Healthy Land and Water is an independent, not-for-profit organisation that works with members from government, industry and the community to protect and improve South East Queensland’s (SEQ) waterways. Healthy Land and Water monitors the condition of these waterways through its Ecosystem Health Monitoring Program (EHMP), which underpins their annual ecosystem-health report card documenting the condition of waterways across 19 catchments in SEQ.
In 2014, Healthy Waterways and its partners undertook a comprehensive review of its monitoring program, Ecosystem Health Monitoring Program (EHMP), which has been in operation for more than 10 years. The goal of the review was to take better advantage of the long-term EHMP dataset, significant advances in waterway modelling in the region, and reduce the dependence on costly and restrictive field based monitoring. One of the main recommendations of the review was to:
- Develop predictive models that can be used to estimate ecosystem health-scores at previously sampled and unsampled locations throughout SEQ.
The goal of this project is to work with Healthy Land and Water to address this recommendation. More specifically, to investigate the feasibility of moving to a model-based monitoring, assessment and reporting framework. We have developed models to predict annual scores for each of the four freshwater indicator groups (benthic macroinvertebrates, ecosystem processes, fish, and physicochemical), as well as annual ecosystem-health scores at the 135 long-term freshwater EHMP sites. We have also reviewed and provided recommendations about innovative in-situ sensing technologies (Year 1), with the aim of increasing the spatio-temporal coverage of streams data, while reducing the cost of sampling. We are currently developing tools for adaptive sampling designs on streams (SSNdesign package for R) and predictive models (Year 2) that can be used to address the recommendation. The tools will be used to develop a suite of adaptive sampling designs and a predictive model (Year 3) that can be used within a pilot study implemented by Healthy Land and Water in the future.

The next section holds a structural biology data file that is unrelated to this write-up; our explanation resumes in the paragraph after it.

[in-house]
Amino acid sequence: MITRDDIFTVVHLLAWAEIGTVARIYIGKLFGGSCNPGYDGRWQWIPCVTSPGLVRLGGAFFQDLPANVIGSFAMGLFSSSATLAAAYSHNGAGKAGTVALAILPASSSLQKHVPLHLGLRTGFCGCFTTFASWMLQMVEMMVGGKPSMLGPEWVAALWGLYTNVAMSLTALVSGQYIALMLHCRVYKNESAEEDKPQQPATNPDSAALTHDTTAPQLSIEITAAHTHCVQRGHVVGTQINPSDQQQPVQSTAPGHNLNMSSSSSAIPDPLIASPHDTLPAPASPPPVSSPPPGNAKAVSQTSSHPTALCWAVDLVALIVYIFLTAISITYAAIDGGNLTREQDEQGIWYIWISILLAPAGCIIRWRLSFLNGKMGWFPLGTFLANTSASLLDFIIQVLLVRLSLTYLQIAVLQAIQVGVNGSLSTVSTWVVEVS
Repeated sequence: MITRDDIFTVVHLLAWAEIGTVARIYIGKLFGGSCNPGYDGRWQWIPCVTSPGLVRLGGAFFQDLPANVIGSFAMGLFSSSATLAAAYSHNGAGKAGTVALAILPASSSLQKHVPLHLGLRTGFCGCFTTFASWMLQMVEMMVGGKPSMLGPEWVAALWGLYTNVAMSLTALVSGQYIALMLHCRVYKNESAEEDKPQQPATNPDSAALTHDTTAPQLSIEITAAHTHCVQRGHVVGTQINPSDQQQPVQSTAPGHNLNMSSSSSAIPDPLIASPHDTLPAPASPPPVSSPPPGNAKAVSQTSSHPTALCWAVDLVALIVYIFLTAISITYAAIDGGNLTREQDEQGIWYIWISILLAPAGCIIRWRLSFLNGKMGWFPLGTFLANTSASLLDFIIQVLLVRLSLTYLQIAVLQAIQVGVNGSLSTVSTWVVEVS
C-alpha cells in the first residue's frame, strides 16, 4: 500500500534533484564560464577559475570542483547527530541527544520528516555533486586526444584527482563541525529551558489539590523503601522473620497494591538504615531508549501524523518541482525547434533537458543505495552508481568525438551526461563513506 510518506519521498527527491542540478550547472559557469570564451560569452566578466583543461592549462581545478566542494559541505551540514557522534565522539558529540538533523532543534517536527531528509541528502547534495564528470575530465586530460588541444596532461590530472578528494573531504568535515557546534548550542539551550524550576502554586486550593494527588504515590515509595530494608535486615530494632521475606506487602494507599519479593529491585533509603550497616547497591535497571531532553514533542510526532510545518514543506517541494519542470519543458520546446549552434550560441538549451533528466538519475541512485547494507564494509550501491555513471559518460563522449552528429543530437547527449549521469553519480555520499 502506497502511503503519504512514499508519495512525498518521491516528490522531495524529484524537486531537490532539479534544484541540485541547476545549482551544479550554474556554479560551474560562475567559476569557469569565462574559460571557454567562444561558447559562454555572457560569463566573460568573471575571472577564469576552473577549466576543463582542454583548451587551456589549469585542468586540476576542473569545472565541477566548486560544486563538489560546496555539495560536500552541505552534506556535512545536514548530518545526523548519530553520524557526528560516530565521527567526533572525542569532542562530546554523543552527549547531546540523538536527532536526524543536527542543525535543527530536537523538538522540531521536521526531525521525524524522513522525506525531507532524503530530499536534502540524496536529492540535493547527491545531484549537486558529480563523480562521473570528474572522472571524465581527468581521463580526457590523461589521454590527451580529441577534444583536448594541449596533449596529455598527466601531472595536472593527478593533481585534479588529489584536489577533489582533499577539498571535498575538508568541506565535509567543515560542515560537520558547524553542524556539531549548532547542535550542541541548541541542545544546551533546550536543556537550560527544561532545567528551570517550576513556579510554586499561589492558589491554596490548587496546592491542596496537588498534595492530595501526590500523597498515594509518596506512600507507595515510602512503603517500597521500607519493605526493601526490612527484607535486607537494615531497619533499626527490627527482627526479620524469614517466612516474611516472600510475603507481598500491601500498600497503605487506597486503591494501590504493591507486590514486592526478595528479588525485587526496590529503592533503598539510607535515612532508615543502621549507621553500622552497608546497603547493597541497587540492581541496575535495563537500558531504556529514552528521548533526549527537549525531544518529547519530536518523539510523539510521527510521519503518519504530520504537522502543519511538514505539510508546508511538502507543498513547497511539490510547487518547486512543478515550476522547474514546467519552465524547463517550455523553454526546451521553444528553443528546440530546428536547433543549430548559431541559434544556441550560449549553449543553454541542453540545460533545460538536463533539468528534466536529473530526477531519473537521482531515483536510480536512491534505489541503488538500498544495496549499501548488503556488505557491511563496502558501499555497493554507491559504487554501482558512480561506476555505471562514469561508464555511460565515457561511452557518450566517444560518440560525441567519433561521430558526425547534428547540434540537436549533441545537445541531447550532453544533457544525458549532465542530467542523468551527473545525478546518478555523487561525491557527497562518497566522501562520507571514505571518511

Southeast Queensland Healthy Land and Water
Associate Professor James McGree